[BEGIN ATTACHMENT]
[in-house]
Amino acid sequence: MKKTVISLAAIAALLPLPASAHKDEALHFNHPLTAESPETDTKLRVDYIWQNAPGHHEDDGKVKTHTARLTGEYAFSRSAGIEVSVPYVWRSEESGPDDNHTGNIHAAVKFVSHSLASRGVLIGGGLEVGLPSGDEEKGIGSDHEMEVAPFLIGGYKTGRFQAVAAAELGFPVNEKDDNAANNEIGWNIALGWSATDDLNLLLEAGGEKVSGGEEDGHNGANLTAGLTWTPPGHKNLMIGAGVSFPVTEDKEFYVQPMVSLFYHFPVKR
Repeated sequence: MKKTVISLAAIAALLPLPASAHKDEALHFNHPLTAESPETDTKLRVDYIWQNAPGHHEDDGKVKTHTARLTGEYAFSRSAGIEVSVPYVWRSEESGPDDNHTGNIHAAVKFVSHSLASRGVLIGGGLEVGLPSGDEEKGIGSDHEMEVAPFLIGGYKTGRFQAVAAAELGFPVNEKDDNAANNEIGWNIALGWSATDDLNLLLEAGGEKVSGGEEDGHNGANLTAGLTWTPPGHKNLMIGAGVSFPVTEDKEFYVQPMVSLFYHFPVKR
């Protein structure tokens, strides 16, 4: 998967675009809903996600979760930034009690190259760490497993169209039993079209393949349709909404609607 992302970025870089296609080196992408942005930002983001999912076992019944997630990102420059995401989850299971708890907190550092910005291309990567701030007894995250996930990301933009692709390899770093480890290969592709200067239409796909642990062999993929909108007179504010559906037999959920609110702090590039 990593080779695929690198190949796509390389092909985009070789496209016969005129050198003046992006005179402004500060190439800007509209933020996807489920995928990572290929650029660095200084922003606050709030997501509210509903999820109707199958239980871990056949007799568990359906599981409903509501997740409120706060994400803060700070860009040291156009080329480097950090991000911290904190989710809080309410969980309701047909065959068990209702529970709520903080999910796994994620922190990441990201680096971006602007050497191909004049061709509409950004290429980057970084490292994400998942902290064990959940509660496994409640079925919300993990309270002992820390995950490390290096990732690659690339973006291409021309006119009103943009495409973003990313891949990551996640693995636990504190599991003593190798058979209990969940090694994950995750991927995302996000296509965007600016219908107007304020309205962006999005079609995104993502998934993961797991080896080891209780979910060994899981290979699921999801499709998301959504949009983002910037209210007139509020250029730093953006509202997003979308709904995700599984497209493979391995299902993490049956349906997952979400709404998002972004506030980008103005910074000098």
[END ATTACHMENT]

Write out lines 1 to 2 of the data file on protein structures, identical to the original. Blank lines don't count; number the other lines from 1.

[in-house]
Amino acid sequence: MKKTVISLAAIAALLPLPASAHKDEALHFNHPLTAESPETDTKLRVDYIWQNAPGHHEDDGKVKTHTARLTGEYAFSRSAGIEVSVPYVWRSEESGPDDNHTGNIHAAVKFVSHSLASRGVLIGGGLEVGLPSGDEEKGIGSDHEMEVAPFLIGGYKTGRFQAVAAAELGFPVNEKDDNAANNEIGWNIALGWSATDDLNLLLEAGGEKVSGGEEDGHNGANLTAGLTWTPPGHKNLMIGAGVSFPVTEDKEFYVQPMVSLFYHFPVKR